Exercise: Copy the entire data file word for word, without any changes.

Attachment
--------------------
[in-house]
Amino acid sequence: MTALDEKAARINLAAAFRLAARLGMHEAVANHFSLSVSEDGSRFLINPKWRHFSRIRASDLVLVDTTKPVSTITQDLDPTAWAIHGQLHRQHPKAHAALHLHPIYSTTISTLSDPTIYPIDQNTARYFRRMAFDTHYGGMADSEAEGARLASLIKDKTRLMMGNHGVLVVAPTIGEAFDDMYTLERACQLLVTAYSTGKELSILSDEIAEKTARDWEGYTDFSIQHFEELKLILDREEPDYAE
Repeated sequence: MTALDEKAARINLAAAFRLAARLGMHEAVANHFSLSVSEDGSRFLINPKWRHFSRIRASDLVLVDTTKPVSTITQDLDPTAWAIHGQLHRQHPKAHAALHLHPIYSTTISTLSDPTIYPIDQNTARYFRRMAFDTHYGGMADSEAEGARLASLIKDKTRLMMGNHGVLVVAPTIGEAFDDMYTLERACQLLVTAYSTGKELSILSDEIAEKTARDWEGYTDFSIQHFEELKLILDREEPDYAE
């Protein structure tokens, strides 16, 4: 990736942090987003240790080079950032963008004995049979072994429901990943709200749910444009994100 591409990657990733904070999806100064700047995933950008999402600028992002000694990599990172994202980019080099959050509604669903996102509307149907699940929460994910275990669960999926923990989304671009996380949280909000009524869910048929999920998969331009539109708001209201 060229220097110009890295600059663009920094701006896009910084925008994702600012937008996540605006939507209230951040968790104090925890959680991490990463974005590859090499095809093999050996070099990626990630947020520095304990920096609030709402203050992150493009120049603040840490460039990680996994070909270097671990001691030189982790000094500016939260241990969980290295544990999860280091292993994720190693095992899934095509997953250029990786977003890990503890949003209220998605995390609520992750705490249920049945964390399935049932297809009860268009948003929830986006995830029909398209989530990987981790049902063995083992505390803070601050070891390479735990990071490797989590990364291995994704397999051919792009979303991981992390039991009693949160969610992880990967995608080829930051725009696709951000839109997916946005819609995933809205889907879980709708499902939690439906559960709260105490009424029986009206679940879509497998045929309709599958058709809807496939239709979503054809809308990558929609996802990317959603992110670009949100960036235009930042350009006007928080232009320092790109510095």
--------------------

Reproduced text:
[in-house]
Amino acid sequence: MTALDEKAARINLAAAFRLAARLGMHEAVANHFSLSVSEDGSRFLINPKWRHFSRIRASDLVLVDTTKPVSTITQDLDPTAWAIHGQLHRQHPKAHAALHLHPIYSTTISTLSDPTIYPIDQNTARYFRRMAFDTHYGGMADSEAEGARLASLIKDKTRLMMGNHGVLVVAPTIGEAFDDMYTLERACQLLVTAYSTGKELSILSDEIAEKTARDWEGYTDFSIQHFEELKLILDREEPDYAE
Repeated sequence: MTALDEKAARINLAAAFRLAARLGMHEAVANHFSLSVSEDGSRFLINPKWRHFSRIRASDLVLVDTTKPVSTITQDLDPTAWAIHGQLHRQHPKAHAALHLHPIYSTTISTLSDPTIYPIDQNTARYFRRMAFDTHYGGMADSEAEGARLASLIKDKTRLMMGNHGVLVVAPTIGEAFDDMYTLERACQLLVTAYSTGKELSILSDEIAEKTARDWEGYTDFSIQHFEELKLILDREEPDYAE
């Protein structure tokens, strides 16, 4: 990736942090987003240790080079950032963008004995049979072994429901990943709200749910444009994100 591409990657990733904070999806100064700047995933950008999402600028992002000694990599990172994202980019080099959050509604669903996102509307149907699940929460994910275990669960999926923990989304671009996380949280909000009524869910048929999920998969331009539109708001209201 060229220097110009890295600059663009920094701006896009910084925008994702600012937008996540605006939507209230951040968790104090925890959680991490990463974005590859090499095809093999050996070099990626990630947020520095304990920096609030709402203050992150493009120049603040840490460039990680996994070909270097671990001691030189982790000094500016939260241990969980290295544990999860280091292993994720190693095992899934095509997953250029990786977003890990503890949003209220998605995390609520992750705490249920049945964390399935049932297809009860268009948003929830986006995830029909398209989530990987981790049902063995083992505390803070601050070891390479735990990071490797989590990364291995994704397999051919792009979303991981992390039991009693949160969610992880990967995608080829930051725009696709951000839109997916946005819609995933809205889907879980709708499902939690439906559960709260105490009424029986009206679940879509497998045929309709599958058709809807496939239709979503054809809308990558929609996802990317959603992110670009949100960036235009930042350009006007928080232009320092790109510095």